Remember the human remains that were found by a construction crew last week as they worked on the O.C. Streetcar project at 2008 W. 5th St.?
Turns out the bones belonged to an indigenous person, though unknown if male or female, and would be turned over to a Native American organization, according to the O.C. Register.
The two major groups of American Indians in Orange County were thought to originate from the Shoshonean family. They came to be known as the Gabrieleños and the Juaneños because of their proximity to the San Gabriel and San Juan Capistrano Missions, according to Legends of America.
In 1810, year of the commencement of the war of Mexican Independence (1810–1821), Jose Antonio Yorba, a sergeant of the Spanish army, was granted land that he called Rancho Santiago de Santa Ana. Yorba’s rancho included the lands where the cities of Olive, Orange, Irvine, Yorba Linda, Villa Park, Santa Ana, Tustin, Costa Mesa and unincorporated El Modena, and Santa Ana Heights, are today. This rancho was the only land grant in Orange County granted under Spanish Rule, according to Wikipedia.
The land that became Santa Ana was covered with tall yellow mustard when William H. Spurgeon from Kentucky rode through on horseback October 10, 1869. So high was the wild growth that he climbed a sycamore tree to view the land. He liked what he saw and paid Jacob Ross, Sr., $595 for 74.2 acres. Here he built his city, according to Santa Ana History.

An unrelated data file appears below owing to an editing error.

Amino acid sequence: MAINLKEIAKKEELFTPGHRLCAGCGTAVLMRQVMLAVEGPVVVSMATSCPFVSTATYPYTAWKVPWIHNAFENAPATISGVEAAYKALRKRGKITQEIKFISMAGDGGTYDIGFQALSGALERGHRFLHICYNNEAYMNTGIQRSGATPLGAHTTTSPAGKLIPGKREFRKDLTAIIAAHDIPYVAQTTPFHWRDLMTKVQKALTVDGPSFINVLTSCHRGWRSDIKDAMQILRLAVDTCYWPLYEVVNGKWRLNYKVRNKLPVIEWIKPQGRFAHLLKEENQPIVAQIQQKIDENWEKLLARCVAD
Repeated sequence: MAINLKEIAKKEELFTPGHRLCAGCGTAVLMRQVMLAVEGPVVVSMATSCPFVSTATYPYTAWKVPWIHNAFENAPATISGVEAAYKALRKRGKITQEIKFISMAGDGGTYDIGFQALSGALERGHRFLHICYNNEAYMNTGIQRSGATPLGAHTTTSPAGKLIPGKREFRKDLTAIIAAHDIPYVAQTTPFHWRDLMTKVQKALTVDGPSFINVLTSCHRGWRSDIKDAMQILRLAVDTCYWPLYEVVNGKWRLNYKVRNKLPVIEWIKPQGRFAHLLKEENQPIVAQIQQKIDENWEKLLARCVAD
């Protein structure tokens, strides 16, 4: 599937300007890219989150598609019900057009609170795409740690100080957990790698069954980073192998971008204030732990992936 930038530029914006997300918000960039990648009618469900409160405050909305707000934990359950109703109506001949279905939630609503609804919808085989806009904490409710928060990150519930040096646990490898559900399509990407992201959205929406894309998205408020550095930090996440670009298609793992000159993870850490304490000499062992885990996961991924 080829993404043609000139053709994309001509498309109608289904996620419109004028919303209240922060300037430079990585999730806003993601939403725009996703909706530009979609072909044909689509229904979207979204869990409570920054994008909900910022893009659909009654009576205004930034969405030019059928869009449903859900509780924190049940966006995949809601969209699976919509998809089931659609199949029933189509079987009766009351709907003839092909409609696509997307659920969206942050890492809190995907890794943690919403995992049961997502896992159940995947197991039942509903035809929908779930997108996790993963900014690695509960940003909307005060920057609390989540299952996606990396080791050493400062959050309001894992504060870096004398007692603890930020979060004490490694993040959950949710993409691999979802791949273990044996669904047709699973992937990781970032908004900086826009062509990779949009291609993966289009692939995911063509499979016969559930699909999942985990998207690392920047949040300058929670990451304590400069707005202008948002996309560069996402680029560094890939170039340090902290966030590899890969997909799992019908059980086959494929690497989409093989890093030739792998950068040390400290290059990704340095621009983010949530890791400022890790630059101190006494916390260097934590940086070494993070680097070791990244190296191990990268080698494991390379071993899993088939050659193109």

The city grew to become a farming community that fed the area. Many of the original settlers used the area for crops while a small portion raised cattle. As more people came to the area in the early 1860s, it was determined that there would need to be a plan for the city’s layout. The community was officially laid out in 1869, and the plans for the city’s development went into effect. Following implementation of the plan, the city was renamed Santa Ana, according to U-S-History.com.
Today you would be far pressed to find much information about the Native Americans who lived in Santa Ana years ago. If you visit the Bowers Museum you will find that their Native American collection is the largest department in the museum and is comprised of more than 24,000 objects. The collection is strongest in the cultures of the west and southwest but does represent native cultures from across the US.